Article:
I really like Robert Reich (have you read Aftershock Jamie?) and his ideas.
I also am a big Bob Reich fan. I have not read "Aftershock" yet, but it's on my reading list. I used to teach labor economics and labor economists have to stick together; it's not a sexy field and nobody is ever going to win a Nobel as a labor economist. On the other hand, I made some good money testifying in discrimination cases and there is not much call for expert witnesses in general equilibrium theory.
It's the middle class that drives our economy. The disappearing middle class and concentration of wealth is why everything is going to shit. It's really simple in my mind, grow the middle class and you grow the economy. The ultra-rich ceo's and executives need to take pay cuts and pay employees more.
You hit the nail on the head. As much as I would like to see it, pay cuts are not economically necessary; we just need to reduce income inequality by having the bottom 99.98% grow faster than the 00.02%. Perhaps a raise in the minimum wage and a big cut in corporate tax goodies?
Ultimately, I'm not even sure if that will work, and how do you do that anyway. Manufacturing, auto and industrial jobs, the mainstay of the middle class, just aren't as plentiful.
American manufacturing labor is the most efficient in the world. There is no reason that with appropriate industrial and trade policies the United States could not develop a large dynamic technologically advanced industrial sector. About half of the growth since WWII is attributable to government funded basic research, the vary things that are being cut in the budget today. Try googling "Golden Goose Awards".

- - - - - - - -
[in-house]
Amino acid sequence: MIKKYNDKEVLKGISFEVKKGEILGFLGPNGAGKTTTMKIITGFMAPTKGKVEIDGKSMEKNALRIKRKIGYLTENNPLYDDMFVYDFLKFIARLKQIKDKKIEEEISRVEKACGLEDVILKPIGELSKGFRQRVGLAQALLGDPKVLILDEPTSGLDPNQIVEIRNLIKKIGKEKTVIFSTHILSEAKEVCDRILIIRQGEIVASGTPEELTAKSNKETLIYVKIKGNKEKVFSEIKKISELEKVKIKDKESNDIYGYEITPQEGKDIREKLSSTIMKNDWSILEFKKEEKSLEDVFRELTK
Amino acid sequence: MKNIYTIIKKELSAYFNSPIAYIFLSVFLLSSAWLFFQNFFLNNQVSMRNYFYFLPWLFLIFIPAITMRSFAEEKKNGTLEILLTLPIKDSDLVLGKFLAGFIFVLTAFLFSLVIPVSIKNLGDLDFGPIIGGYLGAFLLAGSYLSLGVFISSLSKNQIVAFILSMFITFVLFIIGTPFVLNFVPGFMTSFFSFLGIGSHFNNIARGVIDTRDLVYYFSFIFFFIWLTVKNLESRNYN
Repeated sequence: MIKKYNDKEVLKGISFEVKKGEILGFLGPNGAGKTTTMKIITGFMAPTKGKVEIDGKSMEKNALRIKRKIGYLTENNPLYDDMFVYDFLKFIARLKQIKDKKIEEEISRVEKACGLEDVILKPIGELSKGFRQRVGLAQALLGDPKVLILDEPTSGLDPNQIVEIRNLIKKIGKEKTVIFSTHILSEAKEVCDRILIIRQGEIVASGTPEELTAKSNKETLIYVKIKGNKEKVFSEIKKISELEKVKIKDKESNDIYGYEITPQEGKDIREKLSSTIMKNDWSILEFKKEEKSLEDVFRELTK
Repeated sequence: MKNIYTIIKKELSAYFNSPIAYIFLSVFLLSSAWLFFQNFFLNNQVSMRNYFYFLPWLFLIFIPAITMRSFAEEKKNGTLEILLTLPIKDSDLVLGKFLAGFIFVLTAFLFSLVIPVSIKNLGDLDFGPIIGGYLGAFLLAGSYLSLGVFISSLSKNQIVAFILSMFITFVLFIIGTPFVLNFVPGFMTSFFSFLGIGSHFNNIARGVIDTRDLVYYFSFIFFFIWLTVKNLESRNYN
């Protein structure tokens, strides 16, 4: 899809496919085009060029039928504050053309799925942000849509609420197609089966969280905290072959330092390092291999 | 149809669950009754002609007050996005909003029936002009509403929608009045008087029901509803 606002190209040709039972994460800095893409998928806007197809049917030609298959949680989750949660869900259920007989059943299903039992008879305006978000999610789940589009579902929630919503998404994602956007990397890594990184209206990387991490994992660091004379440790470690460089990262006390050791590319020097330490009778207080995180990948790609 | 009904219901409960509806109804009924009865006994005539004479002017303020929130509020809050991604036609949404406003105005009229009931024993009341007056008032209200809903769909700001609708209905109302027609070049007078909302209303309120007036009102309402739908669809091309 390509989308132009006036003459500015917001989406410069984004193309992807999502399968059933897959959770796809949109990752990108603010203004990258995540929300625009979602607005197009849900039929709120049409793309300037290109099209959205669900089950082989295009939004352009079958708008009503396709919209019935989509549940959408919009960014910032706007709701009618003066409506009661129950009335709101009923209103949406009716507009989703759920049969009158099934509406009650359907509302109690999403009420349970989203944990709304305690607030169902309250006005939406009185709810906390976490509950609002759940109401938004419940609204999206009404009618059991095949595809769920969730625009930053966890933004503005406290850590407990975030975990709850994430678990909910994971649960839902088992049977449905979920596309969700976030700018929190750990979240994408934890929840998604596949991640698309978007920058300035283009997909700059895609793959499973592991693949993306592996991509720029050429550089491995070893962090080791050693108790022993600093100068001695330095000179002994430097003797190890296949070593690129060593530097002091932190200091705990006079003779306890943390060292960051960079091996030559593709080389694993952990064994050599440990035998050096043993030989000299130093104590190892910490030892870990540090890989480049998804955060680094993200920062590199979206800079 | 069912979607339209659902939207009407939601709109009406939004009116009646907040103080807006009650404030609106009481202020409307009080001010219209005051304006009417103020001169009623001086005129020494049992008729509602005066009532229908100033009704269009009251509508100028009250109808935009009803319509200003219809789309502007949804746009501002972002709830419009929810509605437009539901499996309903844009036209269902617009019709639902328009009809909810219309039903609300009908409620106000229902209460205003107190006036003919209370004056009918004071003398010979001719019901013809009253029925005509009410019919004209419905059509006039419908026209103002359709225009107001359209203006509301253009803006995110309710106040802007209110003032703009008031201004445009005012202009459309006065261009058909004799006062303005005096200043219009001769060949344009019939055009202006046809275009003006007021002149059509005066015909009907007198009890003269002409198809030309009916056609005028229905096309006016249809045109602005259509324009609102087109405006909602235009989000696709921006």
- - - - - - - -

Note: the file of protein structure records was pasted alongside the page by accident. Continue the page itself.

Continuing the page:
So yeah, I know some of this sounds socialist-ic. But if the market won't support a more sharing-of-the-wealth attitude, then perhaps it needs to be forced in some way. I'm sure someone smarter than I can figure out a way to do that without being overtly communist.
It's obvious by now that a market system has an built-in tendency to abuse, concentration, monopoly power, and greater inequality. The traditional remedy for this is government action. Government set the rules that allow the abuse (like repealing the Banking Act of 1933) and government can reregulate if it has the political will. If this is force, then so is policing weights and measures (you want a 16 oz loaf of bread? Bring a scale to the Walmart grocery!).
It's common in the United States to throw around terms like markets, capitalism, fascism, socialism, communism, and so forth with no regard at all to their meanings. If these have become meaningless pejorative terms, let's just label them invective and leave it at that. If they have meaning, let's use them properly. Government regulation of markets is not ipso facto socialism or communism any more than monopolistic health insurance systems are "markets".